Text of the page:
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Mild Sunday, then much colder with two snow events next week

Posted by David Epstein  January 19, 2013 06:14 PM

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After a nice afternoon with temperatures in the 40s we do it all over again tomorrow with even more sunshine. It will still be quite windy Sunday and that could affect the game in Foxboro. For the second weekend in a row, it feels more like spring than winter. However, there are changes on the way, and the cold you have no doubt been hearing about will arrive Monday. The colder air will filter into the region tomorrow night. Temperatures Sunday will reach the lower 40s, but rapidly fall after dark. I expect it to be in the 30s for the start of the Patriots game Sunday evening, and into the 20s three hours later. Winds will be gusty Sunday, so although it will be in the 40s, it won't feel as mild as readings will show. Sunday will be sunnier than it was today along with that brisk wind. I often update the forecast and other gardening tips on Twitter at @growingwisdom and check out my latest videos at GrowingWisdom.com

Cold and snow are in the forecast for the upcoming week, with neither setting any records. I don't have to tell you how much publicity the weather receives, and the upcoming cold will certainly be covered almost as incessantly as a snowstorm. The next seven days is going to feature some of the most wintry weather we have seen in two years. Let me address the cold first. The cold this week will be...cold. I am sitting here trying to think about ways to say it's January, and it's cold. This reminds me of the hype around heat in July. Temperature extremes can certainly cause problems. A protracted heat wave puts a lot of strain on people who must be out in the heat for a long time, and also increases demand on our electrical grid. However, 99% of us end up just dealing with it. This week, cold air from Canada will drop our temperatures dramatically. Afternoon highs during the upcoming workweek will not get above freezing in nearly all of New England. I expect the cold to arrive in two pieces. The first pool of cold air will arrive Sunday night. Temperatures will fall to the teens by Monday morning and remain in the 20s all day. Monday night, another coastal storm will threaten southern New England and may provide light amounts of snow. Right now I am expecting a dusting to a few inches of snow, but the track of the storm won't be solidified until late this weekend.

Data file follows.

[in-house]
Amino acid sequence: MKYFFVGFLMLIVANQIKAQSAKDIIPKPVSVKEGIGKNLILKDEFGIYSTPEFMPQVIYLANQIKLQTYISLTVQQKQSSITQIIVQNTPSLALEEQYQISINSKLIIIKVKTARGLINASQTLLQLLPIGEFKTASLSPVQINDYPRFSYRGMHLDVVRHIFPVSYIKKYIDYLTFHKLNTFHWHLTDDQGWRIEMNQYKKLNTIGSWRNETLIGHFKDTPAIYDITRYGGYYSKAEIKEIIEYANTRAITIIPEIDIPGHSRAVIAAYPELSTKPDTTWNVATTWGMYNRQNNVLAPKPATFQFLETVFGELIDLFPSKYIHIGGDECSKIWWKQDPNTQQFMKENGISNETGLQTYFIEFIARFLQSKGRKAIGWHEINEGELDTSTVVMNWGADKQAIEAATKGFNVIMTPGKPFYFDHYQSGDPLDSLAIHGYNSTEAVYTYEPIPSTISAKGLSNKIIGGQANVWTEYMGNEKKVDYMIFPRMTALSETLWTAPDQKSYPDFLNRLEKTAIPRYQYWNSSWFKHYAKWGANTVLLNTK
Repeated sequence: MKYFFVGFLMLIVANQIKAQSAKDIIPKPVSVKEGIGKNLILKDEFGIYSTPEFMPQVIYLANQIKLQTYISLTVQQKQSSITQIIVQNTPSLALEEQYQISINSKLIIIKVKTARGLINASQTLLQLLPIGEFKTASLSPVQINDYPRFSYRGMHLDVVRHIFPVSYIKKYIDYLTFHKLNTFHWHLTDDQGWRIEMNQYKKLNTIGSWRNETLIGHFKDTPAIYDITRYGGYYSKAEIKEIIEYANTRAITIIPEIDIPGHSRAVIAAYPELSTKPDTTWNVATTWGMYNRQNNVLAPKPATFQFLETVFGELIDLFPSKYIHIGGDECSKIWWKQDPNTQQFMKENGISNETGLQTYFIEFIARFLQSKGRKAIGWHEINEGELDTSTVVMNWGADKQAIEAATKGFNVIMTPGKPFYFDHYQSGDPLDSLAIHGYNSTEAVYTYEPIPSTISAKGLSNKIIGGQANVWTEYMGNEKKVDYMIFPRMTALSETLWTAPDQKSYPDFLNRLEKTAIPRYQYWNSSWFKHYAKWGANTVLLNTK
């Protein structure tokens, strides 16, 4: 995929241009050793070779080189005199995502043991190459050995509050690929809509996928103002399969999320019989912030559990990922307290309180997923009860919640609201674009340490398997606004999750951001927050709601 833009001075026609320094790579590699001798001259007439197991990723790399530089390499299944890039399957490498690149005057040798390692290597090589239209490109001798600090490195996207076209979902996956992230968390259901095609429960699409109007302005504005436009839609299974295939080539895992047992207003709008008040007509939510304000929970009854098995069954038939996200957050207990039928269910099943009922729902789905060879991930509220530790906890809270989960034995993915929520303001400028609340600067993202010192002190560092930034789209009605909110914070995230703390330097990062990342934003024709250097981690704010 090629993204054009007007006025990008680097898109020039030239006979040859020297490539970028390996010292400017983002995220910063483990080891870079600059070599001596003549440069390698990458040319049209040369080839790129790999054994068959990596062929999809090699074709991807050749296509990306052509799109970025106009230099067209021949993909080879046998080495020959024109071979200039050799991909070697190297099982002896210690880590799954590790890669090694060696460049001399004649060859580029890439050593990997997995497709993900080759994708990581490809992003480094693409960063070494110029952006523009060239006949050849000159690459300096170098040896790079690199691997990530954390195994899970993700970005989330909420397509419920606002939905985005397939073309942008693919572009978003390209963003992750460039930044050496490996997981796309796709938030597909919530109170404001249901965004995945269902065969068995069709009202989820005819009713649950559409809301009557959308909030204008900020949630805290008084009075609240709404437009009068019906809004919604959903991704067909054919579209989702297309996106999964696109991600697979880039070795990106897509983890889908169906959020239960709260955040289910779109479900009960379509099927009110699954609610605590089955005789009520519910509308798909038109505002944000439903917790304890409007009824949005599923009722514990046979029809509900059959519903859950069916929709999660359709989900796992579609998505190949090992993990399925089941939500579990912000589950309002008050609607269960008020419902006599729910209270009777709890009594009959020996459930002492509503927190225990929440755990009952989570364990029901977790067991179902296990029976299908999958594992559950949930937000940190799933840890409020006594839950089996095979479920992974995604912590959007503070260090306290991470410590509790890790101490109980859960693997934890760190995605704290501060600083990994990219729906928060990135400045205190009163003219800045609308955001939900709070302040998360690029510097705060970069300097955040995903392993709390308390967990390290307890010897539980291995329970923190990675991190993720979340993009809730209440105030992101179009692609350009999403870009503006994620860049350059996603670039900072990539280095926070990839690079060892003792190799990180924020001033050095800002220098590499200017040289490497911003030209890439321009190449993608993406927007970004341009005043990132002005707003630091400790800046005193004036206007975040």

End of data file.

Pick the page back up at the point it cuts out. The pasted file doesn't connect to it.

After the storm passes, a second colder blast of air will move south from Canada. This air is cold enough that temperatures Wednesday and Thursday mornings will be running 5 above to 10 below zero. High temperatures Tuesday, Wednesday and Thursday will remain in the teens to perhaps lower 20s. This type of cold is hard for folks that have to work outside. When I am driving around, in my warm car, I feel sympathy for the crossing guard, construction worker, or utility person who has to spend hours working in those kind of temperatures. But, we live in a climate where it gets cold in winter and hyping the cold to be more than it is hurts the credibility of the source. There won't be any records set with this cold, nor will it last for weeks on end. You want big cold, head to Langdon, North Dakota next week, the high temperature Monday might hit a balmy 13 below zero for a few hours, that's cold.

Snow
Whenever arctic air is in place across New England any moisture that falls will do so in the form of snow. Also, if we get snow it will be light and fluffy. We have two shots at some snow during the next week. Surface this week.png The first chance comes Monday night when a storm will pass to our east. The map above shows the forecast position of the low. The purple represents the extent of the snow. The western area of snow may come close enough to given eastern areas a bit of accumulating snow Monday night and early Tuesday. The second chance for snow comes next weekend when some of the computer models we look at are forecasting another storm to threaten the area. I know you probably don't need reminding, but a 7 day forecast is very tentative so I wouldn't plan around the storm just yet. You can see one of the forecast maps below. This will no doubt change several times between now and next weekend.
noreaster.png

Gardening this week
All the dry air associated with the cold isn't good for our indoor houseplants. Recently, I took a trip to greenhouse and saw how they care for their plants in winter. Hopefully, some of the tips help to keep your plants healthy until spring. I'd love to hear your thoughts on this blog or any others. Please follow me on Twitter at @growingwisdom and check out my latest videos at GrowingWisdom.com

This blog is not written or edited by Boston.com or the Boston Globe.
The author is solely responsible for the content.

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About the author

David Epstein has been a professional meteorologist and horticulturalist for three decades. David spent 16 years at WCVB in Boston and currently freelances for WGME in Portland, ME. In 2006, More »
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